The article quotes Huddleston's lawyer, as well as a Cornell law professor who warns of the "chilling effect" of its implications on programmers. But it also says security experts who examined the software are "inherently skeptical" of Huddleston's claim that the software was intended for legal use, since that's "a common claim amongst RAT authors." Security researcher Brian Krebs also sees "a more complex and nuanced picture" after "a closer look at the government's side of the story -- as well as public postings left behind by the accused and his alleged accomplices."
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Nixon, a researcher who has spent countless hours profiling hackers and activities on Hackforums, said selling the NanoCore RAT on Hackforums and simultaneously scolding people for using it to illegally spy on people "could at best be seen as the actions of the most naive software developer on the Earth. In the greater context of his role as the money man for Limitless Keylogger, it does raise questions about how sincere his anti-cybercrime stance really is."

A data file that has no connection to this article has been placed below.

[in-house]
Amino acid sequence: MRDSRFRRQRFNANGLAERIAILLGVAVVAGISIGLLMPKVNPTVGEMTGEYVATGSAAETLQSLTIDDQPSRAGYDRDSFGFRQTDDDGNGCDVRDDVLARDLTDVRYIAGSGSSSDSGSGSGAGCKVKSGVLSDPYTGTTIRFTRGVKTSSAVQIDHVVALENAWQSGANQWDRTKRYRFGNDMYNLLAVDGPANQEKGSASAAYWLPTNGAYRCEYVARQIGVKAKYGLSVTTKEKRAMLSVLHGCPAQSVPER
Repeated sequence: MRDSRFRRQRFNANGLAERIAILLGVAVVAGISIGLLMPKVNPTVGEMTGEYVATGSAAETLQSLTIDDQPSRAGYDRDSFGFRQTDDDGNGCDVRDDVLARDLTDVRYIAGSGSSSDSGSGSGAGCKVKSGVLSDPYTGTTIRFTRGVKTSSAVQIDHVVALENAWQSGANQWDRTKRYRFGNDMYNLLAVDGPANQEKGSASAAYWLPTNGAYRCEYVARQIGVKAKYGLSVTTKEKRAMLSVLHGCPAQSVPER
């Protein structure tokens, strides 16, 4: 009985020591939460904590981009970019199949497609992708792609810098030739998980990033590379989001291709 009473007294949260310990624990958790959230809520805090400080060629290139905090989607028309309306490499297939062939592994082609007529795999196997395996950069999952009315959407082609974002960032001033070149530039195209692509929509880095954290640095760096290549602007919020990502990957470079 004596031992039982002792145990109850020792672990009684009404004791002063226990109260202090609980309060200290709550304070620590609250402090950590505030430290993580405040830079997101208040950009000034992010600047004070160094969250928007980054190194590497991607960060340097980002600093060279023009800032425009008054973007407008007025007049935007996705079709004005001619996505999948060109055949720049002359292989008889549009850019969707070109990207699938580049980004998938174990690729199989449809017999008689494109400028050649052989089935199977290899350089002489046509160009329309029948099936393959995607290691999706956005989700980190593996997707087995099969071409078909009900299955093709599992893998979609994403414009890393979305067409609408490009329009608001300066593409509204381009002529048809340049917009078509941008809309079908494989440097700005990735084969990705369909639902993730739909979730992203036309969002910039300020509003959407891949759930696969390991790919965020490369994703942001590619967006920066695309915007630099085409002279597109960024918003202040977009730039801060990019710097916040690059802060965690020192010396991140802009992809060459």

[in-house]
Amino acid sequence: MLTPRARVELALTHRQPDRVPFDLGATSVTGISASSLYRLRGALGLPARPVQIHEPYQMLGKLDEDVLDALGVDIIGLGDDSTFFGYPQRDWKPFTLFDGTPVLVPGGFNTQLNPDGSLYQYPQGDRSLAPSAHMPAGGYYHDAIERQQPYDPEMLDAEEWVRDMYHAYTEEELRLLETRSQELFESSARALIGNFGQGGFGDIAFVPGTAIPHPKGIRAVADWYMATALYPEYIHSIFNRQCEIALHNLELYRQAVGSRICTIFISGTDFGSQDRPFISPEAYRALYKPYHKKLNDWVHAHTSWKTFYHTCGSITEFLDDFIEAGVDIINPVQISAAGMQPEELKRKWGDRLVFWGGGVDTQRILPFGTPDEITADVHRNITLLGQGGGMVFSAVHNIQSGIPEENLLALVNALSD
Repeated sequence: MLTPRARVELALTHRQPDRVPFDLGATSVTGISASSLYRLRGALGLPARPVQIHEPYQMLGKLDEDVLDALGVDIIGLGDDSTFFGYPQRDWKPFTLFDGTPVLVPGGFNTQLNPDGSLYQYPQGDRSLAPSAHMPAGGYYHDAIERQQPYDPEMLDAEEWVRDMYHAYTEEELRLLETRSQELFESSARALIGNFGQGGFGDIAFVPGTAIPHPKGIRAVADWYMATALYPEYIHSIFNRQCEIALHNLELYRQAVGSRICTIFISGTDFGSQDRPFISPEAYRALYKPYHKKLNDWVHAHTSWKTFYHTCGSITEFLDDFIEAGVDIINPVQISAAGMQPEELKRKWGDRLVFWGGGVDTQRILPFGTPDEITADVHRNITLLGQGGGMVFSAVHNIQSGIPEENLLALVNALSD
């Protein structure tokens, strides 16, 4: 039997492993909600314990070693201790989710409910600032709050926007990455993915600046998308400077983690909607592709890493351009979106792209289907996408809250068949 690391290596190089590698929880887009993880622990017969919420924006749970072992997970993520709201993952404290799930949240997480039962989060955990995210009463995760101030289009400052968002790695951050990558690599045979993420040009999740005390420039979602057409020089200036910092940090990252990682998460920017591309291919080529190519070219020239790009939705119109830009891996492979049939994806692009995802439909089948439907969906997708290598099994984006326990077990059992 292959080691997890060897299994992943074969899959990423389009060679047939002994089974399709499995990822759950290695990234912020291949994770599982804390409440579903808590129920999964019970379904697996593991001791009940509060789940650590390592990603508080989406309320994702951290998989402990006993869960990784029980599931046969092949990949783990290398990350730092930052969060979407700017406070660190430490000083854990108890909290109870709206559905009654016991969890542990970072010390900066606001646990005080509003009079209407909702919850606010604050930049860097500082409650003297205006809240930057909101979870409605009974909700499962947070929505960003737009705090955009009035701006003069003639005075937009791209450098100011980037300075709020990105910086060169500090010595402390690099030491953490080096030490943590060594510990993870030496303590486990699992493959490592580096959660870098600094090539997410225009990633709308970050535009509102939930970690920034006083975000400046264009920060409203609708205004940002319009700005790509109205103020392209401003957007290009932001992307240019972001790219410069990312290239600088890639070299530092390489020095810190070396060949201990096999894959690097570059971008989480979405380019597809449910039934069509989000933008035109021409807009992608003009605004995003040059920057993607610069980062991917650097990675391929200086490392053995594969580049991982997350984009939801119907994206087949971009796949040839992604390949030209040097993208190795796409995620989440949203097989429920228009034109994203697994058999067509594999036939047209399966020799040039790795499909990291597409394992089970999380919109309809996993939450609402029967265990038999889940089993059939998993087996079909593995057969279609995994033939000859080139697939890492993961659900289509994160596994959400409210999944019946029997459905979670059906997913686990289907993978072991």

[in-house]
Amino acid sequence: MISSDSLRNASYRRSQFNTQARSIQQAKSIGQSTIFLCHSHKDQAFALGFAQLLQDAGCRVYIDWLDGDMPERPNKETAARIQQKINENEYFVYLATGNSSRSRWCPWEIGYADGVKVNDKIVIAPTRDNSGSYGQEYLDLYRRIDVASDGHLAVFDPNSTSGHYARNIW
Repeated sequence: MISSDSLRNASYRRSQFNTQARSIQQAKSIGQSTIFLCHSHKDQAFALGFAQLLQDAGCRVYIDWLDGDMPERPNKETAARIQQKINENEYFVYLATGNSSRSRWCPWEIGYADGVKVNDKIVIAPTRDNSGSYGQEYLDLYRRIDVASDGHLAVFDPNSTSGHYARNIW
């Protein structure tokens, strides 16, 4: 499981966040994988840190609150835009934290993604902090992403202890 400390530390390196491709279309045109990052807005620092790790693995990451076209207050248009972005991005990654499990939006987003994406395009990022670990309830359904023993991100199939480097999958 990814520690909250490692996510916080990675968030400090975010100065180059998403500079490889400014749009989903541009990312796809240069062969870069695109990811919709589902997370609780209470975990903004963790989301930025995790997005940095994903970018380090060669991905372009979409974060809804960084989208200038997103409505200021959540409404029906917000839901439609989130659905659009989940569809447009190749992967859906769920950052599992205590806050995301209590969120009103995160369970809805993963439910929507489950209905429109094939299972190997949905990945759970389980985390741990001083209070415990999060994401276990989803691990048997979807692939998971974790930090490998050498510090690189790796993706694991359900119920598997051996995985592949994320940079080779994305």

And of course, the FBI's complaint also notes that the software was promoted on HackForums.net. The Daily Beast says Huddleston eventually realized "it was a terrible place to launch a legitimate remote administration tool. There aren't a lot of corporate procurement officers on HackForums," adding that at first Huddleston handed off the business, "while continuing to develop the code as an 'advisor' in exchange for 60 percent of every sale."
Slashdot reader Highdude702 believes Huddleston's arrest "is an outrage, and is a push too far, also in the wrong direction," calling it "the story of a script kiddie gone big time...arrested for being an accomplice to a crime committed by people he had never met, let alone knew well enough to commit crimes with."
What do Slashdot's readers think?